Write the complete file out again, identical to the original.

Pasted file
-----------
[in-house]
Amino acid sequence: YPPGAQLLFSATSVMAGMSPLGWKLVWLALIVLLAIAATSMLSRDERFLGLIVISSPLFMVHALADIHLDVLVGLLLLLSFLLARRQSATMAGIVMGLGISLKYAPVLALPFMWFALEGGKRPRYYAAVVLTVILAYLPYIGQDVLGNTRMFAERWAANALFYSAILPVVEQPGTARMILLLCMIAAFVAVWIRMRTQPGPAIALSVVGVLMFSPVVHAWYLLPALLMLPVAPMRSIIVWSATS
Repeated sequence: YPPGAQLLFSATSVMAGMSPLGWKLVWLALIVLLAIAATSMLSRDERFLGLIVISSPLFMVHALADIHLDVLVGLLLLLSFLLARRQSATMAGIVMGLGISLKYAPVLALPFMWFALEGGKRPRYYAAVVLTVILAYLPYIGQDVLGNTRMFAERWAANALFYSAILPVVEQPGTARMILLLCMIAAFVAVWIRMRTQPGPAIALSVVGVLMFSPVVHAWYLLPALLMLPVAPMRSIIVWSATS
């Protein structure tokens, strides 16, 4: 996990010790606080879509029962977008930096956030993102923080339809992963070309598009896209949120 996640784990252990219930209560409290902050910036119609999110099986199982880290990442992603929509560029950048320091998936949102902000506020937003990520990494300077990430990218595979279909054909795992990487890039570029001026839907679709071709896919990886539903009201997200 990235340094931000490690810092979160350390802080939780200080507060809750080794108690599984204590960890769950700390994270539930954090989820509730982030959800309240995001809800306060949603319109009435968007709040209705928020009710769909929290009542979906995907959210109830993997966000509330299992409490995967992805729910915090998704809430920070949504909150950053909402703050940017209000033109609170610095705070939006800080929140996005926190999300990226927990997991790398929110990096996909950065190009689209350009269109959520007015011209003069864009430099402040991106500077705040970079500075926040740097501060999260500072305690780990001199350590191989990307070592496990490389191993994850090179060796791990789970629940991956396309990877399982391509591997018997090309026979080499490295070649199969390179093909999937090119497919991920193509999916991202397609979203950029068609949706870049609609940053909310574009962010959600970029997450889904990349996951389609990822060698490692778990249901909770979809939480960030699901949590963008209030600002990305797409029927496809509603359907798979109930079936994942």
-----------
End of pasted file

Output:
[in-house]
Amino acid sequence: YPPGAQLLFSATSVMAGMSPLGWKLVWLALIVLLAIAATSMLSRDERFLGLIVISSPLFMVHALADIHLDVLVGLLLLLSFLLARRQSATMAGIVMGLGISLKYAPVLALPFMWFALEGGKRPRYYAAVVLTVILAYLPYIGQDVLGNTRMFAERWAANALFYSAILPVVEQPGTARMILLLCMIAAFVAVWIRMRTQPGPAIALSVVGVLMFSPVVHAWYLLPALLMLPVAPMRSIIVWSATS
Repeated sequence: YPPGAQLLFSATSVMAGMSPLGWKLVWLALIVLLAIAATSMLSRDERFLGLIVISSPLFMVHALADIHLDVLVGLLLLLSFLLARRQSATMAGIVMGLGISLKYAPVLALPFMWFALEGGKRPRYYAAVVLTVILAYLPYIGQDVLGNTRMFAERWAANALFYSAILPVVEQPGTARMILLLCMIAAFVAVWIRMRTQPGPAIALSVVGVLMFSPVVHAWYLLPALLMLPVAPMRSIIVWSATS
């Protein structure tokens, strides 16, 4: 996990010790606080879509029962977008930096956030993102923080339809992963070309598009896209949120 996640784990252990219930209560409290902050910036119609999110099986199982880290990442992603929509560029950048320091998936949102902000506020937003990520990494300077990430990218595979279909054909795992990487890039570029001026839907679709071709896919990886539903009201997200 990235340094931000490690810092979160350390802080939780200080507060809750080794108690599984204590960890769950700390994270539930954090989820509730982030959800309240995001809800306060949603319109009435968007709040209705928020009710769909929290009542979906995907959210109830993997966000509330299992409490995967992805729910915090998704809430920070949504909150950053909402703050940017209000033109609170610095705070939006800080929140996005926190999300990226927990997991790398929110990096996909950065190009689209350009269109959520007015011209003069864009430099402040991106500077705040970079500075926040740097501060999260500072305690780990001199350590191989990307070592496990490389191993994850090179060796791990789970629940991956396309990877399982391509591997018997090309026979080499490295070649199969390179093909999937090119497919991920193509999916991202397609979203950029068609949706870049609609940053909310574009962010959600970029997450889904990349996951389609990822060698490692778990249901909770979809939480960030699901949590963008209030600002990305797409029927496809509603359907798979109930079936994942």